[Vm-dev] flat objects in Self (was: What are classes defined with varibleSubclass?)

Jecel Assumpcao Jr. jecel at merlintec.com
Thu Jun 9 22:10:58 UTC 2011

Eliot Miranda wrote on Wed, 8 Jun 2011 10:01:17 -0700
> When Squeak was implemented it was decided to use flat objects in the VM,
> following the lead of David Ungar's Berkeley Smalltalk implementation, and of
> the subsequent Self implementations, all of which also use flat objects. 

Given the background you mention and that all Vector objects in Self
(Array in Smalltalk-80) can have named slots as well as indexed ones,
you would think that the use of flat objects would be popular. But they
are actually very rare. Methods objects, for example, have a named
variable called "literals" that holds a Vector and another variable
named "bytecodes" that holds a ByteVector. The same is true for the
various kinds of Collections.

> Flat objects makes for faster allocation and faster inst var access (since
> accessing an inst var doesn't require the double indirection of following the
> pointer  to the header and then the pointer to the body).  But it makes become
> very much more expensive, since in the worst case the VM must scan the entire
> heap looking for references to the objects in the become operation and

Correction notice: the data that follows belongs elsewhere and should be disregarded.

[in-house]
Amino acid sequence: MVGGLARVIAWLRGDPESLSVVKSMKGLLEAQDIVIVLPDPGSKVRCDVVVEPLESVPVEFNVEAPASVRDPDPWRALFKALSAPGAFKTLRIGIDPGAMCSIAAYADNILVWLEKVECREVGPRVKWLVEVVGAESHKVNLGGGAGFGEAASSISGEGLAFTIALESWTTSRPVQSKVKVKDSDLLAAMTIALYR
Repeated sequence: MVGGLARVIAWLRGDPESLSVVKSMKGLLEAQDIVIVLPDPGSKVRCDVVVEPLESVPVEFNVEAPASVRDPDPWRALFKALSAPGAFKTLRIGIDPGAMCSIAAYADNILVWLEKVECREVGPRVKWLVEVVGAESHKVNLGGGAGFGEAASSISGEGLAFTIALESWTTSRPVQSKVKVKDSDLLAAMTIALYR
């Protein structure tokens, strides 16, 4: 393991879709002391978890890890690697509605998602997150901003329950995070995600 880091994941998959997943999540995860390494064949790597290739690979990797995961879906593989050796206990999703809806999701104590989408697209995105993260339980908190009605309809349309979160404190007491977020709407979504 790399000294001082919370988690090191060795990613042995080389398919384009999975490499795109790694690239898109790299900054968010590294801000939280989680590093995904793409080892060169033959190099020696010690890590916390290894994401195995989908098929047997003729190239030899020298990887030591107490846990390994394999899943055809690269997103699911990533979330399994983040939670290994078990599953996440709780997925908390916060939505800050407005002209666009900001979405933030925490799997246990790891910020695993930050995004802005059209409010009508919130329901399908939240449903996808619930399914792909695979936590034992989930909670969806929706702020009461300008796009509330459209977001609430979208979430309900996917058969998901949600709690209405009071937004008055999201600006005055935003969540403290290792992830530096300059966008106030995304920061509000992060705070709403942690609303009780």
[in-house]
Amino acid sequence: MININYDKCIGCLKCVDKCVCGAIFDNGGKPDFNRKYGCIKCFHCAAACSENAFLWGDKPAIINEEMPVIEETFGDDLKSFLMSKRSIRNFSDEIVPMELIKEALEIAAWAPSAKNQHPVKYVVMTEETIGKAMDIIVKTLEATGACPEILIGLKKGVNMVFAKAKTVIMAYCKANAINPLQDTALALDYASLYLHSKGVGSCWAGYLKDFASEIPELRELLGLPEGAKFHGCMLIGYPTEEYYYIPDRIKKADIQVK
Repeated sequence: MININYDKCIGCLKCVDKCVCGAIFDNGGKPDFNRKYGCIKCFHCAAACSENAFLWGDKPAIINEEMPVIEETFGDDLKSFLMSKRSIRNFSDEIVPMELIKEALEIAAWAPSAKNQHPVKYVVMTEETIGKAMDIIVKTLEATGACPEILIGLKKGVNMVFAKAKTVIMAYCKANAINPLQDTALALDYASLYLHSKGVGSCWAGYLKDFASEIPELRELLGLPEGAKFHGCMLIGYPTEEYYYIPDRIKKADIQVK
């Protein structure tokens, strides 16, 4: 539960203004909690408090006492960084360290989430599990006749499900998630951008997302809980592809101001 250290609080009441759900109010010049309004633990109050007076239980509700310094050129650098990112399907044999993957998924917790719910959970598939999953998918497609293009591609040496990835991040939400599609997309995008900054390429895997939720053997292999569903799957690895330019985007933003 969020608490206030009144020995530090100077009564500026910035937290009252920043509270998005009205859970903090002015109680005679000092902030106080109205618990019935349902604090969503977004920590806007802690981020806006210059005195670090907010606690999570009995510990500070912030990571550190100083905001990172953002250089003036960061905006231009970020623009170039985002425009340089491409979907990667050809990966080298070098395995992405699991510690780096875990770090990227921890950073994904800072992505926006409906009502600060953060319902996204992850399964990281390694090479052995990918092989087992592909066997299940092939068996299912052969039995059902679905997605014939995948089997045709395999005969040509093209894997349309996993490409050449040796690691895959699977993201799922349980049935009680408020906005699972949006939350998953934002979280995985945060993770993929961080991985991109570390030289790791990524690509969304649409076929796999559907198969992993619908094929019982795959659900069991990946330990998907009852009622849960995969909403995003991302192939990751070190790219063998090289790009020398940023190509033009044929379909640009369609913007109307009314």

> replacing them by references to their corresponding objects.

In theory there is no become in Self. In practice, the various object
building primitives (such as _AddSlots: or _RemoveSlots:) do their work
in place and so have the same cost as become. They are normally invoked
by the user from the GUI and not used programatically, so their
performance isn't too critical (and scanning the entire heap is the most
optimized operation of all, obtained by a special tag for header words
and by allocating bytes and pointers from different ends of the heap).

> The solution David Ungar developed, which was adopted by Squeak, was to
> unflatten objects that used become to grow, such as OrderedCollection, Set
> and DIctionary, and use an array to hold their variable part.

Do you mean at runtime or at design time (converting the image once)? If
the latter, I had the impression that this was first proposed at
Tektronix (after the versions described in the green book). But I don't
trust my memory on this.

-- Jecel

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